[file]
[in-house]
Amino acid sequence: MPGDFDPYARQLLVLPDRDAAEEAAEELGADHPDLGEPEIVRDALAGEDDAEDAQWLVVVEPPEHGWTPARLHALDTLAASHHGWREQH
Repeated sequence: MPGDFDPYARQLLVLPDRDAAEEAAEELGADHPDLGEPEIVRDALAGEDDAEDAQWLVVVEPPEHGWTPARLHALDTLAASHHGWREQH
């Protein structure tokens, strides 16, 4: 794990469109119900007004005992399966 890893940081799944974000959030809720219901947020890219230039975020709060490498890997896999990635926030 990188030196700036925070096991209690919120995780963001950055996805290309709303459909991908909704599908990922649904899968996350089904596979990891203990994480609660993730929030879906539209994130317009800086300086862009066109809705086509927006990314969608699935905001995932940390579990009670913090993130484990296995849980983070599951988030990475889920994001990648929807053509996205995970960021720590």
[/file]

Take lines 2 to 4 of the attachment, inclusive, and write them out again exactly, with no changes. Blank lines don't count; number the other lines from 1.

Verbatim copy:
Amino acid sequence: MPGDFDPYARQLLVLPDRDAAEEAAEELGADHPDLGEPEIVRDALAGEDDAEDAQWLVVVEPPEHGWTPARLHALDTLAASHHGWREQH
Repeated sequence: MPGDFDPYARQLLVLPDRDAAEEAAEELGADHPDLGEPEIVRDALAGEDDAEDAQWLVVVEPPEHGWTPARLHALDTLAASHHGWREQH
């Protein structure tokens, strides 16, 4: 794990469109119900007004005992399966 890893940081799944974000959030809720219901947020890219230039975020709060490498890997896999990635926030 990188030196700036925070096991209690919120995780963001950055996805290309709303459909991908909704599908990922649904899968996350089904596979990891203990994480609660993730929030879906539209994130317009800086300086862009066109809705086509927006990314969608699935905001995932940390579990009670913090993130484990296995849980983070599951988030990475889920994001990648929807053509996205995970960021720590």